Biden’s American Rescue Plan Act Improves the ACA for All Incomes
President Biden’s temporary ARPA Improves ACA Subsidies through 2022.
xpostfactoid: Will 60-64 year-olds have a choice between Medicare and Obamacare? What will that look like?, ARP puts more ‘affordable’ in the Affordable Care Act | healthinsurance.org and How the American Rescue Plan Act will boost marketplace premium subsidies | healthinsurance.org
If you have not been reading any of what is going on with the ACA and Medicare; it is time to update your knowledge. It gets a little complex. Thanks to blogger Andrew Sprung @ xpostfactoid, for explaining what is happening with the ACA and making it clearer. Also Washington 7th District Congresswoman Pramila Jayapal has introduced H.R 5165 which lowers the age for Medicare eligibility to 60. There is more to this topic than what I will put here and will go into it in a separate post.
American Rescue Plan Act Enhances Subsidy Income Levels
ACA – Biden’s American Rescue Plan Act is enhancing ACA marketplace coverage through 2022. The ARP Act came to be in March 2021. The Act insures more people during the pandemic. The plan establishes increasing subsidies for ACA insurance plans through 2022. The ARPA opens up another enrollment period for people who are not enrolled.
The ARP increases healthcare plan premium subsidies for all income levels sold in ACA marketplaces. The increased subsidies reduce the percentage of income enrollees have to pay for an ACA “benchmark” Silver plan, the 2nd tier and lowest cost Silver plan.
Key ACA Cost Benefits of the ARPA (H.R. 1319):
- The legislation help ~ 12 million current marketplace plan buyers, plus the newly enrolled.
- Under H.R. 1319, no one would pay more than 8.5% of their income for a Tier 2 Silver plan (includes enrollees with household income >400% FPL.
- In areas of the U.S., households well over 400% FPL may receive subsidies.
- Subsidy increases depend on location, income, and age of policyholders.
- The legislation’s adjustment to subsidy guidelines would be retroactive to January 2021, temporary, and extending only through 2022.
The chart depicts depicts the impact of the subsidies for a young and older individual and a family of four currently and under the ARPA by age, location and family size:
Chart Source: How the American Rescue Plan Act will boost marketplace premium subsidies | healthinsurance.org, Louise Norris
Income: At incomes up to 150% of the Federal Poverty Level which is $19,140 for an individual and $39,300 for a family of four, the benchmark Silver plan is free. While at 150% to 200% FPL or $25,520 for an individual and $52,440 for family of four), the benchmark Silver costs less than or equal to 2% of family income.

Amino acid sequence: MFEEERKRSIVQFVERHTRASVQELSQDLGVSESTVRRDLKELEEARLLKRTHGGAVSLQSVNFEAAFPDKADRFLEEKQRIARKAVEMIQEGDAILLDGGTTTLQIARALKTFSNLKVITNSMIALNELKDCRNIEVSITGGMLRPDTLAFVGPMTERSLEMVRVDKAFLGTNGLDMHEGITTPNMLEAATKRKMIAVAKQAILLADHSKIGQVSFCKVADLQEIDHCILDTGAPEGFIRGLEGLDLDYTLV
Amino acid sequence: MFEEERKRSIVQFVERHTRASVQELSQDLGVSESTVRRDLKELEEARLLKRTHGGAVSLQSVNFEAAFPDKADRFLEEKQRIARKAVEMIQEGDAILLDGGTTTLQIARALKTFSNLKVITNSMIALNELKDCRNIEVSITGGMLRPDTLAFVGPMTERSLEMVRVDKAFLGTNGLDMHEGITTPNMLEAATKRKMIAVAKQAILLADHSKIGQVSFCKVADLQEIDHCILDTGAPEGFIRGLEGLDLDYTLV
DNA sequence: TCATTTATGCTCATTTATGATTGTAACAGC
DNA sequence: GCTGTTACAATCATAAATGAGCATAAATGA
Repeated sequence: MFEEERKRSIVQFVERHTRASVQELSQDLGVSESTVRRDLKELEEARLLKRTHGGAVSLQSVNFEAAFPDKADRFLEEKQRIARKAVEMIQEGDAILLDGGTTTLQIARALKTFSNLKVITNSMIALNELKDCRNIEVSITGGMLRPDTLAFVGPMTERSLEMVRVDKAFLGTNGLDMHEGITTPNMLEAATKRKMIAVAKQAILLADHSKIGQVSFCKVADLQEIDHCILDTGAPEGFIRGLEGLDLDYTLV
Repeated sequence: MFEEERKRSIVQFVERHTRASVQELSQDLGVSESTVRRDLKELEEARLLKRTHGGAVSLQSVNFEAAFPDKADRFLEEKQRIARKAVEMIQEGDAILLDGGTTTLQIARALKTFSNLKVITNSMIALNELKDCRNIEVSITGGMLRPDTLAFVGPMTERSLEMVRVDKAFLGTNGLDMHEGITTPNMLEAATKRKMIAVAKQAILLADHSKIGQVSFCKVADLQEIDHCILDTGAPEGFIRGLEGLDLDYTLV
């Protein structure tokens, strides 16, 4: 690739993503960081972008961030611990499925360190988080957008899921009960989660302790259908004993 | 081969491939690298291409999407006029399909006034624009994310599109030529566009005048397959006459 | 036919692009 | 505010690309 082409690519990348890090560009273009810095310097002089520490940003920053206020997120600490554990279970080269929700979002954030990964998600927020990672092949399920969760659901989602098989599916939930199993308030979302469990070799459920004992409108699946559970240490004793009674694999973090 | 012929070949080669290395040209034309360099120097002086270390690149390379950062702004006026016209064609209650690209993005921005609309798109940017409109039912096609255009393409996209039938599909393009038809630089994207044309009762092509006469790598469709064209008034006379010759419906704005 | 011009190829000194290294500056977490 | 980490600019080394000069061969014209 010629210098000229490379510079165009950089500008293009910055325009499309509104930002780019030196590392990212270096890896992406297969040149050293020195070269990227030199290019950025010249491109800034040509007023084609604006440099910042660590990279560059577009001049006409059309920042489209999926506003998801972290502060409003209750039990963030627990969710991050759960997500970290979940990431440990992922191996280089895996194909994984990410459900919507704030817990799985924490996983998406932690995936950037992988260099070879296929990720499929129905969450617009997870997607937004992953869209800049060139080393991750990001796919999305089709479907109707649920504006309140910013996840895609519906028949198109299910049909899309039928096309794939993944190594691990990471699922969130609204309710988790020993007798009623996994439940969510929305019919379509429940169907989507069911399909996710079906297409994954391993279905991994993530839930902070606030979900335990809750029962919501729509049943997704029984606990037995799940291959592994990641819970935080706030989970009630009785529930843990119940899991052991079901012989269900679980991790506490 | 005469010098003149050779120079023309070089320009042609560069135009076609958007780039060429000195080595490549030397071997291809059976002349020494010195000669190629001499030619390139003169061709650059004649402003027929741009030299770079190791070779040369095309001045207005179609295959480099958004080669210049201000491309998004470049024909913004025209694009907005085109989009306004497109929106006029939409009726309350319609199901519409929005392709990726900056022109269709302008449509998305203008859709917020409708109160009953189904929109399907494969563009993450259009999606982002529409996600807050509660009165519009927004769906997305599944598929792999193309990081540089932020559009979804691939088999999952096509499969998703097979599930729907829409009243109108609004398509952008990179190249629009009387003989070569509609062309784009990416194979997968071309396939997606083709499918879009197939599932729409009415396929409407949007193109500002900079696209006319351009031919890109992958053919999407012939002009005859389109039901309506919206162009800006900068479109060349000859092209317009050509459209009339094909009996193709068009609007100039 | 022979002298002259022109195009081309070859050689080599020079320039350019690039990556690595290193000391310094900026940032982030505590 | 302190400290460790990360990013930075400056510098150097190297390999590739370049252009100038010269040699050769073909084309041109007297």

Second-tier Silver plans within these income levels come with a strong cost-sharing reduction (CSR), reducing deductibles and out-of-pocket costs for incomes less than or equal to 200%. Weaker CSR are also available up to 250% FPL.
Maximum Income Subsidy: In the past when a person or family reached 400% FPL, all healthcare insurance subsidies disappeared. The family or individual bore total healthcare insurance cost. People are dropping into a cost abyss due to costly healthcare insurance costs. Many chose the Bronze plans which were still expensive. Under the ARP,
“No citizen or legally present noncitizen lacking access to other affordable insurance (employer or Medicare) will pay more than 8.5% of income for a benchmark Silver plan, or the second tier and lowest cost Silver Plan. “
Limitations: Sounds good? Applying an 8.5% cap to incomes greater than 400% FPL or $51,040 for an individual and $104,800 for a family of four keeps costs lower. Even so, the deductibles and co-pays still exist. It is a big deal in minimizing healthcare costs; but, there are still high costs associated with healthcare insurance and healthcare costs which are uncontrolled.
Healthcare providers can still increase prices regardless of cost (value added, etc.) and healthcare insurance will tack their 15 or 20% on to that cost without regard for cost.
Enhanced through 2022 by March’s American Rescue Plan Act, the ACA will be less costly than today’s Medicare in the 60-64 age groups. The exceptions to this are those who are dually eligible for Medicaid and Medicare. Medicaid would pick up the gaps where Medicare coverage is enhanced by MediGap plans.
There is a move afoot to make these changes to the ACA permanent. In any case, the cost of healthcare will continue to rise greater than inflation. Newer reasoning such as value-added by different techniques are being used to justify increases even though costs may remain the same (also more on this latter).
For 60-64 year-olds with income below 200% of the Federal Poverty Level ($25,520 for an individual and $34,480 for a couple, 2021); Medicare in its current form is more expensive than the ACA coverage today (redundant information). This may change under if Pramila Jayapal H.R 5165 is passed.